22 Apr 2020

Seabed mining bid goes to Supreme Court

5:19 pm on 22 April 2020

Trans Tasman Resources says it is going to take its bid to mine millions of tonnes of ironsands off the coast of Taranaki to New Zealand's highest court.

18072016 Photo: Rebekah Parsons-King. Wellington High Court.

Photo: RNZ / Rebekah Parsons-King

This month the Court of Appeal turned down an attempt to overturn an earlier decision quashing its original consents for the seabed mining operation.

The court found there were multiple errors of law in the approach of the Environmental Protection Authority's decision making committee (DMC) when granting the consents in 2017.

Trans Tasman Resources (TTR) today lodged a notice of appeal to the Supreme Court.

The company said the basis of its appeal would be that the DMC did follow the correct legal approach.

Executive chairman Alan J Egger, said the company did not take the decision to lodge an appeal to New Zealand's highest court lightly but there was too much at stake for the Taranaki region and New Zealand not to take legal action.

"The opportunity is a major new $1 billion export industry employing best practice sustainable environmental approach to mineral recovery, with minimal impact on the environment, that will help meet the demand for the strategic metals vanadium and titanium required as the world and New Zealand transition to a low carbon energy economy," Eggers said.

"TTR's proposed iron sand recovery operation, located 22km to 36km offshore in the South Taranaki Bight, will deliver a large number of new jobs, skills training and port infrastructure to the region while delivering direct government revenue in royalties and corporate taxes and export earnings without the government having to deliver any economic support or hand-outs, additional services or infrastructure."

Eggers said the project would send the message that New Zealand was open for business, including the minerals and oil and gas sectors, could manage and approve sustainable low-impact development of the Exclusive Economic Zone, and that international investment was welcome.

TTR was looking forward to having its application for leave to appeal to the Supreme Court granted, having the appeal heard as soon as possible and if the appeal succeeds the project getting the green light.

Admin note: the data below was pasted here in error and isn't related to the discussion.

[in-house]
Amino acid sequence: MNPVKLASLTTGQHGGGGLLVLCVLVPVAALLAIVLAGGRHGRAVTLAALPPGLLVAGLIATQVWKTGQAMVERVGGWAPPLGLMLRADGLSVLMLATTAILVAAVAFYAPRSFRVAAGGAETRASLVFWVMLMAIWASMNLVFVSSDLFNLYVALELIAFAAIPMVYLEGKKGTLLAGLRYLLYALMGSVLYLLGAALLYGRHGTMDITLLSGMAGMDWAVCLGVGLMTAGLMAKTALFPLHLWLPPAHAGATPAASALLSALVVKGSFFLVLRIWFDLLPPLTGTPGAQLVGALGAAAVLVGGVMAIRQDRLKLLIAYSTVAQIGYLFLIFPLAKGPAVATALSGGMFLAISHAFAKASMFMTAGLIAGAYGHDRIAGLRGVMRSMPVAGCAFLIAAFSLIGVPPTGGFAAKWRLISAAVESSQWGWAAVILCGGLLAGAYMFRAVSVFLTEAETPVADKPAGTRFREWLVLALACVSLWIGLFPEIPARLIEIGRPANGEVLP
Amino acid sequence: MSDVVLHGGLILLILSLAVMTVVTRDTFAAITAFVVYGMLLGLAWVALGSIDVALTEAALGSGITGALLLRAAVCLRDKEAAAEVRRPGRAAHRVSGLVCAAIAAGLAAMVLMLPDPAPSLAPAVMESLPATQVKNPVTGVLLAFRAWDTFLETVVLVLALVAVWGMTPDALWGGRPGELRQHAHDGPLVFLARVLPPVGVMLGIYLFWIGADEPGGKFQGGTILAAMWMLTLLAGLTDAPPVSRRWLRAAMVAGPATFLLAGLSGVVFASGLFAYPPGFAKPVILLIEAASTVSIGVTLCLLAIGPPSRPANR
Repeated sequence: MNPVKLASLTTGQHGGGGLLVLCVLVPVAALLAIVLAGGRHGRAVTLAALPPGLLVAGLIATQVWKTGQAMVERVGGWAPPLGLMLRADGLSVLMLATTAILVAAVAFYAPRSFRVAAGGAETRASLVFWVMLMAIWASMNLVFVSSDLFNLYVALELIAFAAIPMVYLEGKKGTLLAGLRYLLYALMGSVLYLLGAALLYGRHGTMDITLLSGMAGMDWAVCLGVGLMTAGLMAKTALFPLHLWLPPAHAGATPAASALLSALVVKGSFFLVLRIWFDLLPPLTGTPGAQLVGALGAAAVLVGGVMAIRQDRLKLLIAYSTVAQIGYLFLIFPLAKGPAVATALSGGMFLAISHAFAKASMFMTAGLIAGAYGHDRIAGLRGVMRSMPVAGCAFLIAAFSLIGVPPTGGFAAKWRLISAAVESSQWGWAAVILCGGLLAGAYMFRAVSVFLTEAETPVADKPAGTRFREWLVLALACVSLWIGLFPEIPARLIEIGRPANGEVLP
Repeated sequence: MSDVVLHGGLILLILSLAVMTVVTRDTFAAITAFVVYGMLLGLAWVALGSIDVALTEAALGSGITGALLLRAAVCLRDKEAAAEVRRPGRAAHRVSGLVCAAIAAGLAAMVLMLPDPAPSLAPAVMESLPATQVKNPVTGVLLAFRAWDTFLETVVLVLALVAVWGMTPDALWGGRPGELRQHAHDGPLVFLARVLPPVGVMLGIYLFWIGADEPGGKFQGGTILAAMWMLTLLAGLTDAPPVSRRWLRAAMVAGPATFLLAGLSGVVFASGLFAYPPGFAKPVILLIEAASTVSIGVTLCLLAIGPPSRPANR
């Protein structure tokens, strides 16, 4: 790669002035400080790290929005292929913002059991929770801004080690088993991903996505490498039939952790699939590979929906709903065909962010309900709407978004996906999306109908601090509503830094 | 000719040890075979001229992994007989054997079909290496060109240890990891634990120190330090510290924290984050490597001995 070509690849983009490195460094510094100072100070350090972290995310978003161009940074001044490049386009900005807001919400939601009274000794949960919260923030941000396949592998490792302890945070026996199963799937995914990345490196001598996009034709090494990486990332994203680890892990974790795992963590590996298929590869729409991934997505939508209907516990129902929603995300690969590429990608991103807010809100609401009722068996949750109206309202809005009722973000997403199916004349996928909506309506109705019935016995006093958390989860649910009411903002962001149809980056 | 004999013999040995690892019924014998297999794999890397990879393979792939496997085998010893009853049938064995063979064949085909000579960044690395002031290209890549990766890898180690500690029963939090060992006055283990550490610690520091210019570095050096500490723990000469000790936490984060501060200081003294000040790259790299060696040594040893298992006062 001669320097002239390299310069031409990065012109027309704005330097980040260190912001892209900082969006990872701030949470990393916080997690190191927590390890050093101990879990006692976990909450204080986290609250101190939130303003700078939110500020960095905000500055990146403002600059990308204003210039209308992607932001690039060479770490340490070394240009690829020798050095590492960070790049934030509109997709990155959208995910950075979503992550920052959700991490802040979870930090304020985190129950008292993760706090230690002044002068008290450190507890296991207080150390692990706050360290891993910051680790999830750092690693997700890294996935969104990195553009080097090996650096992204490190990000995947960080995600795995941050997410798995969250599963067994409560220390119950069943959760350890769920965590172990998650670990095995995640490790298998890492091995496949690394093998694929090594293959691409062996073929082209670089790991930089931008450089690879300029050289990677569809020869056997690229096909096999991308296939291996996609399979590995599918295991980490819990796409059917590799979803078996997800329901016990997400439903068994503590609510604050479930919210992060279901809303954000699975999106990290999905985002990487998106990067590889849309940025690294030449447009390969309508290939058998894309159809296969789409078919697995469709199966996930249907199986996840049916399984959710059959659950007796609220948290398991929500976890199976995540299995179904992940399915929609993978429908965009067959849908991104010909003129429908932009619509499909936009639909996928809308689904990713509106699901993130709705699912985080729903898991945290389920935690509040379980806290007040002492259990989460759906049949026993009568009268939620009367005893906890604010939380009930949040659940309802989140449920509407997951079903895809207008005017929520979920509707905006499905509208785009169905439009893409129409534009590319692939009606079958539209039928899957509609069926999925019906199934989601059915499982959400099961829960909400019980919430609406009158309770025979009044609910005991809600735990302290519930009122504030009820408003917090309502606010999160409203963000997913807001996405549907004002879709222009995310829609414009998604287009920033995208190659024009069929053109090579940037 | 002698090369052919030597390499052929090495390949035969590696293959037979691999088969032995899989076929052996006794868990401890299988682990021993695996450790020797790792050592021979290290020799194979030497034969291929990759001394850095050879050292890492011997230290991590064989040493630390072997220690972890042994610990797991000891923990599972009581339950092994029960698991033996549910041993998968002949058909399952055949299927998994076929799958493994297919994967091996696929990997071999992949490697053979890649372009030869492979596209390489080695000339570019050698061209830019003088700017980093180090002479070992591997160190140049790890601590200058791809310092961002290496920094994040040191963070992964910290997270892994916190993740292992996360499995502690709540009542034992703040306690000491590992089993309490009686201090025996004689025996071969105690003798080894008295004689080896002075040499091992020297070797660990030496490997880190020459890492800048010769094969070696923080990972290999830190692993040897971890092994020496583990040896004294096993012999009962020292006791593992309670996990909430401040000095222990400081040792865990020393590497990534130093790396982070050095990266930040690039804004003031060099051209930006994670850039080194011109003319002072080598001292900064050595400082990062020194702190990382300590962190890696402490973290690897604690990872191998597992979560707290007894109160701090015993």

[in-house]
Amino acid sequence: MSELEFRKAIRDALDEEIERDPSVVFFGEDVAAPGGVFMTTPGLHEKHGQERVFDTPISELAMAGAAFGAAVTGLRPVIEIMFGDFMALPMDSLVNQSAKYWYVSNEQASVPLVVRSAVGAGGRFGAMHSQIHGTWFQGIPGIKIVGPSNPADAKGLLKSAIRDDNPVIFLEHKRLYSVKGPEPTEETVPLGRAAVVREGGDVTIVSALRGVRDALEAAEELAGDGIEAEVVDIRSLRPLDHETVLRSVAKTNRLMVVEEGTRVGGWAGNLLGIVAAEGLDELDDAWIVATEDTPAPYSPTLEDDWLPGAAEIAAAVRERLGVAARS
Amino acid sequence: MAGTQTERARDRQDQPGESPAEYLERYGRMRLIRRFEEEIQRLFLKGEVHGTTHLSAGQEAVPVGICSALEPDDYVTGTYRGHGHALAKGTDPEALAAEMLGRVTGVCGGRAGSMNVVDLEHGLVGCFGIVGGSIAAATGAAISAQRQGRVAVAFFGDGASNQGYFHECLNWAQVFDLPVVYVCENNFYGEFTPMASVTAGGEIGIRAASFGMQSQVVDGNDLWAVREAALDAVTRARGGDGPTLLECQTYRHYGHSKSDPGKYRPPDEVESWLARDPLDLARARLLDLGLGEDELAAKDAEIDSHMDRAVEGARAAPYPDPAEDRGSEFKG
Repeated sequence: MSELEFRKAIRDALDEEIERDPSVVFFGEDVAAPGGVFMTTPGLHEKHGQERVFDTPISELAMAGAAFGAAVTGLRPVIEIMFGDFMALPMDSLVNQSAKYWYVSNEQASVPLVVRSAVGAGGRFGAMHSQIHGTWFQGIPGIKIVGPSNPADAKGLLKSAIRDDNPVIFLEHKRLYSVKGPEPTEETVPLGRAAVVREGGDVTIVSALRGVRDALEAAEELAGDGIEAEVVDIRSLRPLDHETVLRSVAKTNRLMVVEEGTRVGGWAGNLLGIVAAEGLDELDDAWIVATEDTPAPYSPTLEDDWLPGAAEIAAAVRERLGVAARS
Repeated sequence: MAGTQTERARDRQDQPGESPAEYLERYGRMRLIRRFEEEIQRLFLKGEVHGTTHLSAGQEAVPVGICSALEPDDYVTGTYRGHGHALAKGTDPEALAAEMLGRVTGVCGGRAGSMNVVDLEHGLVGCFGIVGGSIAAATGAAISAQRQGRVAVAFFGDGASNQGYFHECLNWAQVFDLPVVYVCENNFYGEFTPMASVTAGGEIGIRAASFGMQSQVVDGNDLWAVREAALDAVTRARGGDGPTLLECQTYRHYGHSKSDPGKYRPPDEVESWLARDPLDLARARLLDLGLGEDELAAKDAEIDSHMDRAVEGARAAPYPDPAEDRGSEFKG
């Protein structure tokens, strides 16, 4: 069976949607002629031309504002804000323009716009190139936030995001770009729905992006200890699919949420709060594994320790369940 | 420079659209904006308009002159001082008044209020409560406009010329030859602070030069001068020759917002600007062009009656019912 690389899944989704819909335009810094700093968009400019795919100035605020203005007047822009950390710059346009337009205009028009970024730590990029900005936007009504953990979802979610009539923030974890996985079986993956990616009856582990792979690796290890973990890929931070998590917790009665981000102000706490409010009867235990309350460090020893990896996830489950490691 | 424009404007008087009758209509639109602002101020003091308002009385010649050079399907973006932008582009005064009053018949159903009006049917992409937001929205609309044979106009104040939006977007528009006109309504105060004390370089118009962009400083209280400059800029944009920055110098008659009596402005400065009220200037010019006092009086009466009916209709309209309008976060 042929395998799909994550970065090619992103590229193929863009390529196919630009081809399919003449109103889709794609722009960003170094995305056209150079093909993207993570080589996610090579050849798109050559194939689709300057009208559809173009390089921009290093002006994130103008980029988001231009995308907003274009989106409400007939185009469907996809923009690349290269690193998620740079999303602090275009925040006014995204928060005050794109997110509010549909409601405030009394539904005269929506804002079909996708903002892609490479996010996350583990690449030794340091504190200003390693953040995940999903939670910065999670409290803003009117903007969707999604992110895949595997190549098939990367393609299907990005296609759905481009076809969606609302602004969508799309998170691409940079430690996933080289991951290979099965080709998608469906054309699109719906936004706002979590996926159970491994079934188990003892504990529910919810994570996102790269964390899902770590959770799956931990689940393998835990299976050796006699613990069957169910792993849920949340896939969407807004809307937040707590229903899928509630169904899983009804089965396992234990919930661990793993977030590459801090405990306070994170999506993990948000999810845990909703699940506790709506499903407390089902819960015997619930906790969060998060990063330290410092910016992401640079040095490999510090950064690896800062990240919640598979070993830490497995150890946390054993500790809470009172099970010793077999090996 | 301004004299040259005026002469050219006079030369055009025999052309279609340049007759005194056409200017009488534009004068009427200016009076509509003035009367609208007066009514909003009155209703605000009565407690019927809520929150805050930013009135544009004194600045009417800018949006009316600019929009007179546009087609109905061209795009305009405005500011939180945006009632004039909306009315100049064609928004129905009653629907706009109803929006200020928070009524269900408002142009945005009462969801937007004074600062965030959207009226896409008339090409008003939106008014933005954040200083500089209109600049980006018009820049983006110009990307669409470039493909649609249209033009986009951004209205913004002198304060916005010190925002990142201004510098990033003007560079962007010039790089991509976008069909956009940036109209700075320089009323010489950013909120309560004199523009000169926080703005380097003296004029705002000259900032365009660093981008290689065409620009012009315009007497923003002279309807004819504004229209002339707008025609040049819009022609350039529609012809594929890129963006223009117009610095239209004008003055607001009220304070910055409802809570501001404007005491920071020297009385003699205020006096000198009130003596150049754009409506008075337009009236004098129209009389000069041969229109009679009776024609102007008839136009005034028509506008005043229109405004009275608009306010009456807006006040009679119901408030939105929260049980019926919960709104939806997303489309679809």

The Court of Appeal decision found the Environmental Protection Authority's decision making committee, which required the casting vote of its chair to grant the consents, focused too much on managing the impact of the proposed project instead of its primary objective of protecting the environment.

"The DMC erred in focusing on the sustainable management objective that applies to all marine consents under the Exclusive Economic Zone Act, and failing to give separate and explicit consideration to the environmental bottom line of protecting the environment from pollution caused by discharges of harmful substances," the decision said.

The Court also found the Treaty of Waitangi principles were not adhered to.

"The kaitiakitanga relationship between tangata whenua and the marine environment and its resources is a relevant 'existing interest'. That kaitiakitanga relationship includes, but is not limited to, the stewardship and use of natural resources such as kai moana. The cultural and spiritual elements of kaitiakitanga must also be considered."

Te Rūnanga o Ngāti Ruanui and Te Kaahui o Rauru were among a group including, iwi, environmental and fisheries groups that lodged cross appeals.

At the time of the decision, Ngāti Ruanui kaiarataki Debbie Ngarewa-Packer said it was "historic".

"The decision from the Court of Appeal just slammed the Environmental Protection Authority and raises just how shamelessly iwi interests were just disregarded.

"That's a huge part of the win today. One we were able to stop this type of activity but also we were able to have validated by the second-highest court in the country how important our kaitiakitanga is and how important our environment is."

Ngarewa-Packer said she now wanted seabed mining banned outright.

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